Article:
According to CoreLogic, it doesn't matter whether you rent or recently bought a home, your housing costs probably went up over the last year. Two separate posts in the CoreLogic Insights blog look at the rising costs, and find that homeowners are being hit harder than before. Still, when viewed historically, the cost of owning remains more affordable.
There has been a steady increase in rents since 2010. Many households vacated homeownership, voluntarily or otherwise, and others that in better times would have bought rented instead. Those increases hit an annual peak, as measured by the CoreLogic Single-Family Rental Index (SFRI), of 4.4 percent in February 2016.
Analyst Shu Chen writes that, since then, the increases have declerated slowly. In August's most recent data, the index, which uses a repeat-rent analysis to measure the same single-family and condo rentals, was up 3.0 percent year-over-year.
Overall rent growth was pulled down by the high-end rental market, defined as properties with rents 125 percent or more of a region's median. Those rents increased 2.3 percent year over year in August, compared to a gain of 2.5 percent a year earlier. Meanwhile, rents in the low-end market, properties with rents less than 75 percent of the regional median rent, increased 4.4 percent year over year in August 2017, one percentage point lower than the August 2016 rate.
Rents are, of course, geographically variable. Most of the 20 largest core-based statistical areas had rent increases, but those with limited new construction and strong local economies tend to have low rental vacancy rates and stronger rent growth. The largest rate of growth was in San Diego, while Phoenix experienced 4.3 percent year-over-year rent growth, driven by employment growth more than double the national growth at 2.8 percent year over year. In contrast, Houston, which has been hit with energy-related job losses since early 2015, saw rents decline by 0.9 percent year-over-year (pre-hurricane) and Miami was also down. Seattle's skyrocketing rents, and rents in other cities that experienced strong but less exuberant gains, saw growth moderating significantly.
But at first glance, renters are getting off easy when compared to those shopping for new homes and loans. Andrew LePage says that while home prices have risen about 6 percent over the past year, recent homebuyers have taken on mortgage payments that have risen closer to 10 percent.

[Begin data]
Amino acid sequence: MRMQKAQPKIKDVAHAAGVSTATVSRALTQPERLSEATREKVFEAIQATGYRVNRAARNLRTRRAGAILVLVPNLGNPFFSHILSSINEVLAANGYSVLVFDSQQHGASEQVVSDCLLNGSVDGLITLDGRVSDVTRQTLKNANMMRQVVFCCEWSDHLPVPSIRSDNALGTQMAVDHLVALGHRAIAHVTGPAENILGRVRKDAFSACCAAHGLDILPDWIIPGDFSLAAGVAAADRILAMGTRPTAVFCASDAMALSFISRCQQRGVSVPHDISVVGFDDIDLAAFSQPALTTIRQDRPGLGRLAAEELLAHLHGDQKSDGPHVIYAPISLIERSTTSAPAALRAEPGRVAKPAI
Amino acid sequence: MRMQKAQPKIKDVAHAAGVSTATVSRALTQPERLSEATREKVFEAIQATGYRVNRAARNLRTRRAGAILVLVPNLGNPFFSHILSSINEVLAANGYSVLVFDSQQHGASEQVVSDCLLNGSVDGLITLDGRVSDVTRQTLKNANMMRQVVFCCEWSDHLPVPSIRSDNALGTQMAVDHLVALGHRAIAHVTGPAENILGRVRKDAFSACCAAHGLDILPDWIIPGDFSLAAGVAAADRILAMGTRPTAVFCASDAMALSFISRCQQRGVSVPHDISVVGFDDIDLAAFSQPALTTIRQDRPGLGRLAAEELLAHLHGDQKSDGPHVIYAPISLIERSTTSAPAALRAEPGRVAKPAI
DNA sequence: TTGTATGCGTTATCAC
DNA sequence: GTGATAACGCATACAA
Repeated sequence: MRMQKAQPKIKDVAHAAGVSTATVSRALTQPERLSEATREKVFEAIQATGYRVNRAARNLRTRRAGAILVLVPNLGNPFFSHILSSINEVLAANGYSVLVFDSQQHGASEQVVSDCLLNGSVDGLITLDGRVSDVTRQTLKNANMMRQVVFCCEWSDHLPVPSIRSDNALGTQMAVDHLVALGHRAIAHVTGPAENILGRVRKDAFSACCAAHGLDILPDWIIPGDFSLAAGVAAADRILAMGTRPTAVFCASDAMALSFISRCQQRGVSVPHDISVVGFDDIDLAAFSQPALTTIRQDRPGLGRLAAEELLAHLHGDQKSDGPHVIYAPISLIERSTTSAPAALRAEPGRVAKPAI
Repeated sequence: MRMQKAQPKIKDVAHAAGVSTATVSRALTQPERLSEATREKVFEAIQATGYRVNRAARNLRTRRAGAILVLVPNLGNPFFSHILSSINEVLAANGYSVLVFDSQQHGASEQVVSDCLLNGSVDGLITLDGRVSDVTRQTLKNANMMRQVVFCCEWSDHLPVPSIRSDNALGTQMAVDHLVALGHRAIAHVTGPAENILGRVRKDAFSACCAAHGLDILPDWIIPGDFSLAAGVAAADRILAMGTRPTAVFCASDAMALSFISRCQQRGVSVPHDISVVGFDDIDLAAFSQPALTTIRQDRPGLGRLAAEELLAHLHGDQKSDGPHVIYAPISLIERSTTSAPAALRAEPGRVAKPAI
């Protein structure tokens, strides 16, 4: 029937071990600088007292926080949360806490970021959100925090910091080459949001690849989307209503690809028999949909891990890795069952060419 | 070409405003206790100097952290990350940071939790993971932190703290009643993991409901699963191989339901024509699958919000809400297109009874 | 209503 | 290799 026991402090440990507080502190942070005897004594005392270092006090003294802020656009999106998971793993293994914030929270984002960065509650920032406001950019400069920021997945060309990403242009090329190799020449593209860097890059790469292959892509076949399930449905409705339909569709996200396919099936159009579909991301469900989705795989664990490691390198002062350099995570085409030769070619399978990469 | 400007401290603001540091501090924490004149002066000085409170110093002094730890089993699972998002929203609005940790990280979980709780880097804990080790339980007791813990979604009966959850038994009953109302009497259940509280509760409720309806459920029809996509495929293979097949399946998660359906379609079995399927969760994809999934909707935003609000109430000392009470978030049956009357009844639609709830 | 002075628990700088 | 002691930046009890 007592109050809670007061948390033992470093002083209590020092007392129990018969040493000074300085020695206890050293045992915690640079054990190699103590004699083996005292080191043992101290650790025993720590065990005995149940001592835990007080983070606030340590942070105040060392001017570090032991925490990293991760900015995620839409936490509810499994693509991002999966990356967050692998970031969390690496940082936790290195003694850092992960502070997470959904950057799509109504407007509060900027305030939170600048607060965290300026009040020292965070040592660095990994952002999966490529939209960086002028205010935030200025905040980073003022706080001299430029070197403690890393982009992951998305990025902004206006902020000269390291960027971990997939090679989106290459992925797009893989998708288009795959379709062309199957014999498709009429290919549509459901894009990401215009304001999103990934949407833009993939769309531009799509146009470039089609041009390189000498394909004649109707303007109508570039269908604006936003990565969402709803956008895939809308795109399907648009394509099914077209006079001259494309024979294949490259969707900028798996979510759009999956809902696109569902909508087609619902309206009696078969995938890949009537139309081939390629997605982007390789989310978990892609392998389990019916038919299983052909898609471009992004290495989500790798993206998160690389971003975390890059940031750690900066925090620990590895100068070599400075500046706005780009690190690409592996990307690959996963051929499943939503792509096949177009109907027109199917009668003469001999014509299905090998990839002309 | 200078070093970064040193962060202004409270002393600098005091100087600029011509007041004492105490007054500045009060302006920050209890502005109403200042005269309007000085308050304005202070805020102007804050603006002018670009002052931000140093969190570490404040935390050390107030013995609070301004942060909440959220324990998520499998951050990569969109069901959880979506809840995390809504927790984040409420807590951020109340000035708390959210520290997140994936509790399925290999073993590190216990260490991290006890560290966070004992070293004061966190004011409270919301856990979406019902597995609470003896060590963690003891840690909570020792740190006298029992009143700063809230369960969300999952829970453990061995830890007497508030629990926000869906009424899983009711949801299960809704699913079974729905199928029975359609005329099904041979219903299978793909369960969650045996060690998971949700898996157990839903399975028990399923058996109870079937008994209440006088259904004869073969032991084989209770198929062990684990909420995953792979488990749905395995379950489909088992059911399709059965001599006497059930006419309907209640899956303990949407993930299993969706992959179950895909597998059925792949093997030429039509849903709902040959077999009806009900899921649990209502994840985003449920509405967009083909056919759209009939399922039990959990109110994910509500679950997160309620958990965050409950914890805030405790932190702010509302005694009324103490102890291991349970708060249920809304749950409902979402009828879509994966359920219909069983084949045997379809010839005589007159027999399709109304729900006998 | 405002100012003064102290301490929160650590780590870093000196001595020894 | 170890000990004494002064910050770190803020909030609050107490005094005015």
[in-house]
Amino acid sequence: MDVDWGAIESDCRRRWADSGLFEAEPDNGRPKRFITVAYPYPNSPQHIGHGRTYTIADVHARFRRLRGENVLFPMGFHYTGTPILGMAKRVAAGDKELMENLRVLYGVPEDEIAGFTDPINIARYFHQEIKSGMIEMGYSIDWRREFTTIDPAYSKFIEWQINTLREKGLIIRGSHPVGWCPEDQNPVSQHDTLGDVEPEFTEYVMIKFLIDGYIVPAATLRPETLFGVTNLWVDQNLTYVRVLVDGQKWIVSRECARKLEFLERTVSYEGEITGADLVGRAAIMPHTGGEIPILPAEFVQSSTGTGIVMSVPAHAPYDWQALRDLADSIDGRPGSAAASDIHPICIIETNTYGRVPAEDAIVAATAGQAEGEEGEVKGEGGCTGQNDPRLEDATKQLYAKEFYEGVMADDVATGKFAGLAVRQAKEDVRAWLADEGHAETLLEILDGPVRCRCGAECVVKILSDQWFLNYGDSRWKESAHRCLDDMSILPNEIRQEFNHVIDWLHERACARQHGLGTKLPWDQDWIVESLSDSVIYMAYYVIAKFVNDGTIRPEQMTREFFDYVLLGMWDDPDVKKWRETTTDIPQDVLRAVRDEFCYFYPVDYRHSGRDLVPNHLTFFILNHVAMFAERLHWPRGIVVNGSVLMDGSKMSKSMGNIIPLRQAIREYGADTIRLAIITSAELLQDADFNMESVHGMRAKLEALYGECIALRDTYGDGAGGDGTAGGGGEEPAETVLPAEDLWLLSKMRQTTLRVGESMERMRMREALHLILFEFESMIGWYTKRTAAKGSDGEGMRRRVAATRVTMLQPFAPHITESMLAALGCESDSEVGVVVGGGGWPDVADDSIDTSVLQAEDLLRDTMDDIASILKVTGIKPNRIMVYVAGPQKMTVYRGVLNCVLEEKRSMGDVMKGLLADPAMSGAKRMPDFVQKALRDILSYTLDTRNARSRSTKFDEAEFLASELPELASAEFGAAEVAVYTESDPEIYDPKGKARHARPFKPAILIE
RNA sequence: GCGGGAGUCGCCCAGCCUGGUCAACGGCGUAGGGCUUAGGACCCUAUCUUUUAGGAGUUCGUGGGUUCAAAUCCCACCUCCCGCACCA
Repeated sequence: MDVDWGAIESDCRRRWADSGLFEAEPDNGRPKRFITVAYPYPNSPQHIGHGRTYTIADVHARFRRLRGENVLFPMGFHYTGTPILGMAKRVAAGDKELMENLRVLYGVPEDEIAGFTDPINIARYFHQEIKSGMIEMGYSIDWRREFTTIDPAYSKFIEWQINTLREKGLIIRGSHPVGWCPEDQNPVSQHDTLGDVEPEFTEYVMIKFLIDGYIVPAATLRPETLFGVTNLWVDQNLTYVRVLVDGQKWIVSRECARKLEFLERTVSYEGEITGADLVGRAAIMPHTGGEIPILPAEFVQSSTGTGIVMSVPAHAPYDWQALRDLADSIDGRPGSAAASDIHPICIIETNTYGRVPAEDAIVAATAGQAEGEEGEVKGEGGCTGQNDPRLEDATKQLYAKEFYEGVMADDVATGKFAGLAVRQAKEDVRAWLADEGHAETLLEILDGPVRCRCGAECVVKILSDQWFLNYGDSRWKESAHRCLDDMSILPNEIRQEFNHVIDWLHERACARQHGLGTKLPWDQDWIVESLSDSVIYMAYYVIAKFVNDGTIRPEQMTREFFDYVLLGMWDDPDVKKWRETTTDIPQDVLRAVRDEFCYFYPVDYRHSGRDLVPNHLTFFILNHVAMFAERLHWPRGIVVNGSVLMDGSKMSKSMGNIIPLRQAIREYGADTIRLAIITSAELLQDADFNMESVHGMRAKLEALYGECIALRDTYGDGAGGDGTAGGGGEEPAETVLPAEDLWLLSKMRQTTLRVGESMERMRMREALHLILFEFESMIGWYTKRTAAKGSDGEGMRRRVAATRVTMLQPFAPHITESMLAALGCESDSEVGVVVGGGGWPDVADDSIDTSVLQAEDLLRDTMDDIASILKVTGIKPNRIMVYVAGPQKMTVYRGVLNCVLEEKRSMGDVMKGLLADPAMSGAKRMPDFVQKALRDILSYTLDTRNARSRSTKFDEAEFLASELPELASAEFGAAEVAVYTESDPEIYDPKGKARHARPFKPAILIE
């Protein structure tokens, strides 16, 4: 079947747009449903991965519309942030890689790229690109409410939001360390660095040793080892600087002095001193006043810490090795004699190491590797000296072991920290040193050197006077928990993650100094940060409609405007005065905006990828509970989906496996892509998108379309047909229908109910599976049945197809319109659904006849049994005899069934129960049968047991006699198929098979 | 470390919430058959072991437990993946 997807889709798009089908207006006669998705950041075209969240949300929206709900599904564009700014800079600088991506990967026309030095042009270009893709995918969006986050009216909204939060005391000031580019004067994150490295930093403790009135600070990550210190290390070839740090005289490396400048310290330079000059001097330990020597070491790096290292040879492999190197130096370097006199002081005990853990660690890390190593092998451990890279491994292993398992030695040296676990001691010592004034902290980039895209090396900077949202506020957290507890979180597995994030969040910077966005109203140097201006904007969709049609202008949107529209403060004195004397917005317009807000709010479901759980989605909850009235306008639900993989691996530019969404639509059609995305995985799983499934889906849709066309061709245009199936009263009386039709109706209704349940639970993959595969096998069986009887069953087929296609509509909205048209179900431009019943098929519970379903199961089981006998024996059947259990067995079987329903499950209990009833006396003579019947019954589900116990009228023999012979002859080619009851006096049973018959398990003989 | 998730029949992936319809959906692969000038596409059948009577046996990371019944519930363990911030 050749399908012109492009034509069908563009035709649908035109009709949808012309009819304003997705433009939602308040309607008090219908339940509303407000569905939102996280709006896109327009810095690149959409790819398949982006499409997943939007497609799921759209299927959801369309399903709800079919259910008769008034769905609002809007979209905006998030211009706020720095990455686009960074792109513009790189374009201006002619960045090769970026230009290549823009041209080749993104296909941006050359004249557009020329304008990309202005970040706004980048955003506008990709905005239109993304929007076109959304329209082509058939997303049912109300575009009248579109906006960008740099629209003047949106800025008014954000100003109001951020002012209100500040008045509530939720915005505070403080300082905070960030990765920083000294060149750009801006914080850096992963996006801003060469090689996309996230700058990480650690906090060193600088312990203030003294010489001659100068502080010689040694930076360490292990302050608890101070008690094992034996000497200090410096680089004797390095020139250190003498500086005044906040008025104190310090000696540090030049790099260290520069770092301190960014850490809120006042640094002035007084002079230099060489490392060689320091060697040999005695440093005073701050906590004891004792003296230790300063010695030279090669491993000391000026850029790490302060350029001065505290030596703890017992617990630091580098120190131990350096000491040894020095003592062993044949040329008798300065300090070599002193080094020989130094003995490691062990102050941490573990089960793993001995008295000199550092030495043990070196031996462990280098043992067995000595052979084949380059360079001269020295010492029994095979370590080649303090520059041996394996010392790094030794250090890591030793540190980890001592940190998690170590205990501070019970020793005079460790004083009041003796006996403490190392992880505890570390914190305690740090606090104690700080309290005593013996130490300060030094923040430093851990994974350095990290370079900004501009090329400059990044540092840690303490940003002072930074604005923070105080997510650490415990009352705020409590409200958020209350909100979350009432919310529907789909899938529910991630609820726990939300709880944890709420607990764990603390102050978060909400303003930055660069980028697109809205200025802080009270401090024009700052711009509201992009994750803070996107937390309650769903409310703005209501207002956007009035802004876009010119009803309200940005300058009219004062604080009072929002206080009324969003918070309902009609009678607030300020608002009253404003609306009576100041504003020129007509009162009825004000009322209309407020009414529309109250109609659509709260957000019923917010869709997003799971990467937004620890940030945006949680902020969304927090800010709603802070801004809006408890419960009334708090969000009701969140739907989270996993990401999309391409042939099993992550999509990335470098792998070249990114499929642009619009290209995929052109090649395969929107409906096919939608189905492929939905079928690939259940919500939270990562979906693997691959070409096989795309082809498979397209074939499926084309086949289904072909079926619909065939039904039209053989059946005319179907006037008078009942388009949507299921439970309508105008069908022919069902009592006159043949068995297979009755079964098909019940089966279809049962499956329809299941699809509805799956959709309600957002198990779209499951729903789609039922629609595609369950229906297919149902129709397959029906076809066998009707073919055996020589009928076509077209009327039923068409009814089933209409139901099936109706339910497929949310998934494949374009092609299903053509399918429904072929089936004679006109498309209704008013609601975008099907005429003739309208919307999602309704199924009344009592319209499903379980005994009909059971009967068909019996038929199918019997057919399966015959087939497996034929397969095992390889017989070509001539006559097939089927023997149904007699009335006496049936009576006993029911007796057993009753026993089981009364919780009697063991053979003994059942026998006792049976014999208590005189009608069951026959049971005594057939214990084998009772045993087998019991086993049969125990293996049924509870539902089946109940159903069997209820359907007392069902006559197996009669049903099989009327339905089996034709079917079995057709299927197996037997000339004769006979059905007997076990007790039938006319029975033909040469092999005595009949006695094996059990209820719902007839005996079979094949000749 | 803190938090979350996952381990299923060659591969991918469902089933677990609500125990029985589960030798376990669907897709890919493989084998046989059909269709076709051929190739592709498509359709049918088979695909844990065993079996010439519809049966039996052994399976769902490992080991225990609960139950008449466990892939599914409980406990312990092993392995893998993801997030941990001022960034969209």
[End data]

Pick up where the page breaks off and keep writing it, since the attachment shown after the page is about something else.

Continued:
He looked at the "typical mortgage payment", a monthly payment based on each month's U.S. median home sale price using Freddie Mac's average rate on a 30-year fixed-rate mortgage with a 20 percent down payment. The measure does not include taxes or insurance. The result, LePage says, is a good proxy for affordability because it shows the monthly amount for which a borrower would have to qualify to purchase a median-priced U.S. home. When adjusted for inflation, the typical mortgage payment also puts current payments in the proper historical context.
It can be misleading, the author says, to simply focus on the rise in home prices when assessing affordability. For example, the median home price in August was up 6.3 percent year-over-year in nominal terms, but, because mortgage rates had increased nearly 50 basis points over that period, the typical payment was 10.1 percent higher.
To illustrate the importance of including more than just home prices in affordability discussions, Figure 1 shows that even as the inflation-adjusted typical mortgage payment has trended higher in recent years, as of August it was still 34.7 percent below the all-time high payment of $1,250 in June 2006. That's because the average mortgage rate back in June 2006 was about 6.7 percent, compared with 3.9 percent this August, and the inflation-adjusted median sale price in June 2006 was $242,723 (or $199,900 in 2006 dollars), compared with a median of $216,811 in August 2017.
There are forecasts (IHS Markit) for inflation and income to rise gradually over the next year, while the consensus of forecasts from various sources such as the GSEs, Realtors, and others, suggest mortgages rates will be 70 basis points higher by August of next year. CoreLogic's forward-looking Home Price Index suggests a 3.0 percent in real terms over the same period. "Based on these projections," LePage says, "the inflation-adjusted typical mortgage payment would rise from $816 this August to $908 by August 2018, an 11.3 percent year-over-year gain. Real disposable income is projected to rise about 3.6 percent over the same period, meaning next year's homebuyers would see a larger chunk of their incomes devoted to mortgage payments."
"While I can appreciate CoreLogic is trying to shed light on actual increases in payments vs prices, I'd like to see a bit more light before jumping into the rabbit hole of who has it easier between owners and renters," says Mortgage News Daily's Matt Graham. "Notably absent from this analysis is any mention of the benefits that owners realize from appreciation and tax deductibility (of both mortgage interest and property taxes). True, the latter is up for debate in new tax reform efforts, but current drafts would leave meaningful benefits for homeowners in place. Even without the tax benefit, home price appreciation (not to mention payment predictability) makes the issue far from black and white."